It is one of the great lessons of our study
that for the vulgar, ill- or uninstructed mind,
myths tend to become history
and there ensues a type of attachment
to the mere accidents of the local forms
that, on the one hand,
binds so-called believers into contending groups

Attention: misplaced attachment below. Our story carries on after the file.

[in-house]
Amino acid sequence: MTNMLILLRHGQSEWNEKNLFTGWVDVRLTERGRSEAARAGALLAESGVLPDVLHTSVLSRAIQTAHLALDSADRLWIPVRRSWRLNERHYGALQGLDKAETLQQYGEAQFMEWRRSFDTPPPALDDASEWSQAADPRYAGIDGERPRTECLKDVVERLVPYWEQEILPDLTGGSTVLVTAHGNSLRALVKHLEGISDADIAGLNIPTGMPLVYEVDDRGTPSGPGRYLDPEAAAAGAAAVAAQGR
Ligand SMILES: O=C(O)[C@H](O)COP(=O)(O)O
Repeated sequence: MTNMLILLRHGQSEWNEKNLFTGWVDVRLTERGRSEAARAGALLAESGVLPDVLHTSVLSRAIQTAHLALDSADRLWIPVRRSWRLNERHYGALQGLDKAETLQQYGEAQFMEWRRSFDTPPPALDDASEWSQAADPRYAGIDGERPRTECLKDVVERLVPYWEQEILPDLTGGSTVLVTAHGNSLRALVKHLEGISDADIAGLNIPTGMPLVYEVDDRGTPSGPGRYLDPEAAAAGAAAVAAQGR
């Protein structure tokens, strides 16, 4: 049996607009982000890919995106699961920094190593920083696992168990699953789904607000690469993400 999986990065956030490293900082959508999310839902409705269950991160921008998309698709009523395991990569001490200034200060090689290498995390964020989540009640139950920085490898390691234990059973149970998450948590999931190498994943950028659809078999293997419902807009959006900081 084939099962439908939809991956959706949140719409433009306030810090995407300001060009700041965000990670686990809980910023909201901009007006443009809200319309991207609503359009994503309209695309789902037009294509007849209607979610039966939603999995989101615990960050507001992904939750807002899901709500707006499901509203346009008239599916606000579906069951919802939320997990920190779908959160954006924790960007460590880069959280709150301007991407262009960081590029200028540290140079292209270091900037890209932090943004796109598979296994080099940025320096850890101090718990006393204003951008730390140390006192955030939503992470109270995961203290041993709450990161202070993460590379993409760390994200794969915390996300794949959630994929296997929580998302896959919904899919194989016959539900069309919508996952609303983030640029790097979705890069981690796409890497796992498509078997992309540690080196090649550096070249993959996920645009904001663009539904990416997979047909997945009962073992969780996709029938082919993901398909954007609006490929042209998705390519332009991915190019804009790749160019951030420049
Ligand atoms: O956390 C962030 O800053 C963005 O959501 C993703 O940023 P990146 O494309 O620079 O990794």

and, on the other hand,
deprives them all of the substance of the message
each believes itself alone to have received.
All orthodoxies show this tendency in great or slight degree
and they are consequently mutually opposed.